This large southern appellation of Burgundy, comprising around 17000 acres, bridges the 30km gap between Chalonnaise in the North and Beaujolais in the south. A warmer region, this is where Northern France starts to turn Mediterranean. The regions countryside is mainly agricultural with grain, orchards and cattle farming sitting alongside separate blocks of vineyards, the rolling hills and valleys more similar to the Cotswolds or Berkshire.
Here there is the continual hazards of spring frosts, lessened slightly by the naturally warmer temperatures that give a softer mouthfeel to the whites and a riper sweeter fruit to the reds. The soil is split into 2 types, limestone, planted mainly with the white Chardonnay with a little Aligoté, and clay/sand, planted with Pinot Noir and Gamay. Comprising over 70 communes, this is an area which has risen in quality in recent years.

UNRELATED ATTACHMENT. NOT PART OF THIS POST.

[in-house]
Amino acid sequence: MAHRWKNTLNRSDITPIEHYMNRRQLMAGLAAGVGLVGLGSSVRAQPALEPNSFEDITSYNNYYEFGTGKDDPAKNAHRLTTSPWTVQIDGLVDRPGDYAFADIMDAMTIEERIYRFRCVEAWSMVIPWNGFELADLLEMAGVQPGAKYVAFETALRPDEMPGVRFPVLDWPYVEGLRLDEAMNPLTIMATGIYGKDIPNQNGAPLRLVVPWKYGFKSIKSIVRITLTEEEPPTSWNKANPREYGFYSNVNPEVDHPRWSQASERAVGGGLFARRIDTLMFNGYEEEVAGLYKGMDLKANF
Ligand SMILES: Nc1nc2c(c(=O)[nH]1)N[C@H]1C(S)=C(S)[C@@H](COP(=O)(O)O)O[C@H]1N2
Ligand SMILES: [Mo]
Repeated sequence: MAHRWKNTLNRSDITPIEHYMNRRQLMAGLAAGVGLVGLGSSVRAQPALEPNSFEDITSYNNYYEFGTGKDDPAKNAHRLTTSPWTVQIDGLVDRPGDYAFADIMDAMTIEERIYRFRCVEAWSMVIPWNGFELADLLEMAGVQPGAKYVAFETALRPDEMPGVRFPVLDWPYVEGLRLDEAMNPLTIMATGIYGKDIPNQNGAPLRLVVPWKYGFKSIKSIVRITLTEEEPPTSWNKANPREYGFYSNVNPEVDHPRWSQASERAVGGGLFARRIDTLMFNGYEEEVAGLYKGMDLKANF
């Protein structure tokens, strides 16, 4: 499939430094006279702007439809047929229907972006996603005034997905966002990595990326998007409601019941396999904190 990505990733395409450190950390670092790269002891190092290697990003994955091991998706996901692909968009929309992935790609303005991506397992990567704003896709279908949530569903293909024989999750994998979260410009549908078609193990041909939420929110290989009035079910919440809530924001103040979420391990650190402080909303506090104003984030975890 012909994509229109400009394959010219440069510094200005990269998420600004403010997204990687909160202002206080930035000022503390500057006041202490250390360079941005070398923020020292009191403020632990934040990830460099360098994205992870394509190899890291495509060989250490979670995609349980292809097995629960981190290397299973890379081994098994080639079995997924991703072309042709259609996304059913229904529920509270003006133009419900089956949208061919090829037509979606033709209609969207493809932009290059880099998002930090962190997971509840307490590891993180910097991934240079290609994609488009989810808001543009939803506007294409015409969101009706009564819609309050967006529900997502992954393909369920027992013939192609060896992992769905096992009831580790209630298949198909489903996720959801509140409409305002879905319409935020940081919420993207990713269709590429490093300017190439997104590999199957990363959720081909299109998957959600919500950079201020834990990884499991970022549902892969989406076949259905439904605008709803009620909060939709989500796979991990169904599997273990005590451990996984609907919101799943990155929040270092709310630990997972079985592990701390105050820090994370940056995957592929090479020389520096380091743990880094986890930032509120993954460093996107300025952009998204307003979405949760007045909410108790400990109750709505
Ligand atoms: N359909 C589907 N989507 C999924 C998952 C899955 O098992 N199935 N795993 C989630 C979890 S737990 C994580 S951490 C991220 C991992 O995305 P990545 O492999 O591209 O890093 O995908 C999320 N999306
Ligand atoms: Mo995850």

Half of the 70 communes are allowed to add their own village name – Macon Lugny, Macon la Roche Vineuse, Macon Chardonnay etc – this being a sign of better wine, and also, most importantly, here the Cooperative system excels, by raising standards of wine and showing how good this region is at making savoury, well made and affordable Burgundy. The Cave Cooperative at both Buxy and Lugny are perhaps the result of the dominance of mixed farming, but it really works as a system.